But the Canadian one has suddenly plummeted. Why? And more importantly, why am I not worried?

Two reasons:

  • During this time, the TSX went essentially nowhere. In November, the TSX was trading at around 15,100. Today, the TSX is trading at…15,200.
  • The Canadian dollar rocketed upwards

Let’s examine both of these events in isolation, starting with the currency change. In mid July, after weeks of intense speculation, the Bank of Canada increased its key benchmark lending rate, increasing interest rates in this country for the first time in 7 years.

This was a big deal, because even though the US Fed had started raising interest rates last year, the common belief was that Canada wouldn’t because our economy was too weak to sustain higher interest rates. But to everyone’s surprise, our economy starting growing sometime in May, booking a surprisingly strong annualized GDP growth of 3.7%, as reported by, of all people, Fox News.

Canada Growth Rose 3.7% in First Quarter, Tops in G7

~ Fox Business

To everyone’s surprise, Canada became the fasting growing economy in the G7. And to NOBODY’s surprise, the slowest growing economy in the G7 was *snicker* the UK.

The UK has slumped to the bottom of the league table of advanced economies after Canada registered stellar growth in the first three months of the year.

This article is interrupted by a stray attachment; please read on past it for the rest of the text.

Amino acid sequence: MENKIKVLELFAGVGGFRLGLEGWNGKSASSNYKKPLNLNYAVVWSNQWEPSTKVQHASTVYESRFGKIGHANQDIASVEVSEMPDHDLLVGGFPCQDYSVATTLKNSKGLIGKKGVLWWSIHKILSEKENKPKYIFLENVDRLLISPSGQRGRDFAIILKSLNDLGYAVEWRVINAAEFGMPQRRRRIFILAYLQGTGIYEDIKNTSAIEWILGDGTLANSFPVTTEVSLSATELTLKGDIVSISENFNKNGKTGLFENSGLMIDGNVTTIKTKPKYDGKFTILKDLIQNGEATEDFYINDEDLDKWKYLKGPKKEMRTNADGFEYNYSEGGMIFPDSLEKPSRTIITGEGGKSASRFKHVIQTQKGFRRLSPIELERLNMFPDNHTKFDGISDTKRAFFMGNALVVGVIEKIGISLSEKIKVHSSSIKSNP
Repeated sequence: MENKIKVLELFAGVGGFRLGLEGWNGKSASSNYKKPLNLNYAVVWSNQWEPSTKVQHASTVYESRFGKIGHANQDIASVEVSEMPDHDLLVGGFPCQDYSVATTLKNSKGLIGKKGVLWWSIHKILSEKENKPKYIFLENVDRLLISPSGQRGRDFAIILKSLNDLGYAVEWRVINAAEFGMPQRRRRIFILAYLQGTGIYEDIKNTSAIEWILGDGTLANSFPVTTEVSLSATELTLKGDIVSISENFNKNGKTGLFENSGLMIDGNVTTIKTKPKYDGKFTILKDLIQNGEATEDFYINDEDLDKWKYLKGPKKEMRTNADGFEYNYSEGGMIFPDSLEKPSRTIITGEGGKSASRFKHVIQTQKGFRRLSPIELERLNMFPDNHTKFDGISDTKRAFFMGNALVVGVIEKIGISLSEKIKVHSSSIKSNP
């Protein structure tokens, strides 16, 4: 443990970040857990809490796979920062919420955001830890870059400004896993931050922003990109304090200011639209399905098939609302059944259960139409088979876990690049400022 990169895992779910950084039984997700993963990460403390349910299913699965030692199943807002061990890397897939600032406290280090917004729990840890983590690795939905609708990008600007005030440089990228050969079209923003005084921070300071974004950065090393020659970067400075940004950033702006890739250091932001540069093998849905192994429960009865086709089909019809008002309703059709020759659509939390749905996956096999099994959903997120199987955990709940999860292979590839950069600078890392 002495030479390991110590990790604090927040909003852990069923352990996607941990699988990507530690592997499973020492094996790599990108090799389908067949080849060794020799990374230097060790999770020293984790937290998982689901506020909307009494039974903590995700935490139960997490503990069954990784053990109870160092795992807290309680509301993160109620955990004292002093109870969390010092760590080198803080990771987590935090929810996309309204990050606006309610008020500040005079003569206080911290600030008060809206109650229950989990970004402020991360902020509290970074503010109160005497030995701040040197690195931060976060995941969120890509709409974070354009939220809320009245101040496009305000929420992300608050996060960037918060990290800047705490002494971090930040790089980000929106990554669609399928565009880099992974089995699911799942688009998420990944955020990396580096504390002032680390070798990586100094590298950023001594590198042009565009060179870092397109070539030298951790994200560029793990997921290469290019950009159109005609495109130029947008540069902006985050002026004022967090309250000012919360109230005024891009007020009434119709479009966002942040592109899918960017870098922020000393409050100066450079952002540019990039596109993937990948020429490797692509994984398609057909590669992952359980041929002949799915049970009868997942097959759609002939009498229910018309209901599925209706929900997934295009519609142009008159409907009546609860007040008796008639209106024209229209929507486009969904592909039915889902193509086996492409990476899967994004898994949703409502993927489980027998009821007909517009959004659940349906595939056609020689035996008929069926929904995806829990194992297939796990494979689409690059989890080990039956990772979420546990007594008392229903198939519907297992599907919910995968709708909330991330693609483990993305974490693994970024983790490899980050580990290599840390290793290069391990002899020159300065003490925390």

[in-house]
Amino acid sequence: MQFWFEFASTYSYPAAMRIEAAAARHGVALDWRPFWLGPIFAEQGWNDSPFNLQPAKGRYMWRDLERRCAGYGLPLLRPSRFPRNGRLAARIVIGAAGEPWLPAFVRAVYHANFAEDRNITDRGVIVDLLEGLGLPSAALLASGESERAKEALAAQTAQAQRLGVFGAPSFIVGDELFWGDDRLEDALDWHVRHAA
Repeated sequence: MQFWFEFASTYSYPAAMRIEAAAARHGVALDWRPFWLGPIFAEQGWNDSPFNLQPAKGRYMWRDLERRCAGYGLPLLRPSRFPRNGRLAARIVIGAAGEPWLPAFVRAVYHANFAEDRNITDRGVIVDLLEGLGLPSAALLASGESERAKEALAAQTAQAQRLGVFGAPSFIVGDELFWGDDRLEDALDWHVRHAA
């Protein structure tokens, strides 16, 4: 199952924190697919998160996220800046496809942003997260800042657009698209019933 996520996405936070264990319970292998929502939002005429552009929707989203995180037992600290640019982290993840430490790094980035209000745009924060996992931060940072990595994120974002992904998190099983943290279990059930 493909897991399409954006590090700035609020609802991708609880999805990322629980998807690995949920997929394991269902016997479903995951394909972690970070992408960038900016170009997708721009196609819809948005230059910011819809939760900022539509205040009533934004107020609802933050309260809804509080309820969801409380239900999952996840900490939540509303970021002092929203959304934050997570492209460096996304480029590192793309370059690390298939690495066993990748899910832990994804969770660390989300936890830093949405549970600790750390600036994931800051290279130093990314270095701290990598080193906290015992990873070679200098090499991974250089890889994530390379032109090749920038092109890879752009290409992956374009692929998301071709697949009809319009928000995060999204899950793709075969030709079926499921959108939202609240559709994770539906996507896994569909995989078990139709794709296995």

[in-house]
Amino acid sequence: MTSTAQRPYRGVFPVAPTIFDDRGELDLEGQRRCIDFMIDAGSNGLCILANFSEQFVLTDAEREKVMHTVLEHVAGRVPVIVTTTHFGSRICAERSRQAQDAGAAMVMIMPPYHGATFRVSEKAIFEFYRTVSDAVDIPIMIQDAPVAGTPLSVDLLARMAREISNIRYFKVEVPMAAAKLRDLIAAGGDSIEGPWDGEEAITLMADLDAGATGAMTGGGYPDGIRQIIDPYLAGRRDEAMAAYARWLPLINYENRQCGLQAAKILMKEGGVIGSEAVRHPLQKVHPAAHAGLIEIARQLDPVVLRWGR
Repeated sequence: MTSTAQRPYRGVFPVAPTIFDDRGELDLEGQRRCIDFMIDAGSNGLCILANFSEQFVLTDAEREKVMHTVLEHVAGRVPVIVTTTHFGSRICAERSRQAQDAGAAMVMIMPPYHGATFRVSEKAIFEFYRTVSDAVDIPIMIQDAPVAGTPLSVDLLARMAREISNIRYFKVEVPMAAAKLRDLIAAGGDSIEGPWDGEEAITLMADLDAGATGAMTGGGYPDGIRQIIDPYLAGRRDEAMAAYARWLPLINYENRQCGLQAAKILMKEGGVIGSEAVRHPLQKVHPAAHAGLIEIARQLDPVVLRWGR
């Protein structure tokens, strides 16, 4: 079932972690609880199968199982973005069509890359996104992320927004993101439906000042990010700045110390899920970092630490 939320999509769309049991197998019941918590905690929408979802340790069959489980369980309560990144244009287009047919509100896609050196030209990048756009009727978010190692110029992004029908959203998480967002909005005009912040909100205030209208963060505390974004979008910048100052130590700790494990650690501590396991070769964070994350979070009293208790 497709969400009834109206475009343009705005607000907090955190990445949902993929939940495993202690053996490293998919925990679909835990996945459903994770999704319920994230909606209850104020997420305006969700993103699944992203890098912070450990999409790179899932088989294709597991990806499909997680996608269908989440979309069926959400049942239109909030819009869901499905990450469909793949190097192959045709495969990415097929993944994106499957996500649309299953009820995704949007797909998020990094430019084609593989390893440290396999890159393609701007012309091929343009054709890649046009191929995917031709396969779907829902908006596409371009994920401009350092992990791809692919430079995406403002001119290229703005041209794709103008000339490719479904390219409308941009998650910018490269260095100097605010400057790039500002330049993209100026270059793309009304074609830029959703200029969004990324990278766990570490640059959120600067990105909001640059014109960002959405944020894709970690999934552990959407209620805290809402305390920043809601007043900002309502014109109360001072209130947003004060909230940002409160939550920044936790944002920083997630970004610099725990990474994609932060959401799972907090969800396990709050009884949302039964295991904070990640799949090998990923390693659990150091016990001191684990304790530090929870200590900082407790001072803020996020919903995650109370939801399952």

Canada was the final member of the G7 to report its growth figures, which confirmed the UK as officially the joint worst performing member so far this year.

~ The Guardian

Gee…I wonder why.

Ahem, ANYHOO, this caused speculation that our economy was actually doing well, and in July, the Bank of Canada confirmed that outlook by increasing our interest rate. And this made our dollar shoot up. It shot up 7% vs the USD and about 6% vs the Euro.

So what does this have to do with our portfolio? When our home currency got stronger, it made every other foreign currency get weaker by comparison. So when the CAD went up 7% vs the USD, that means the USD got 7% WEAKER against the CAD. And this caused all the International Index ETFs to get hammered. Their underlying assets went up, but their currency went down in EXACTLY the way that currency hedging is supposed to protect you from. But because I didn’t currency hedge, our portfolio got hit.

So What Now?

So am I cursing myself that I didn’t currency hedge our International ETFs on the Canadian portfolio? Not really. Here’s why.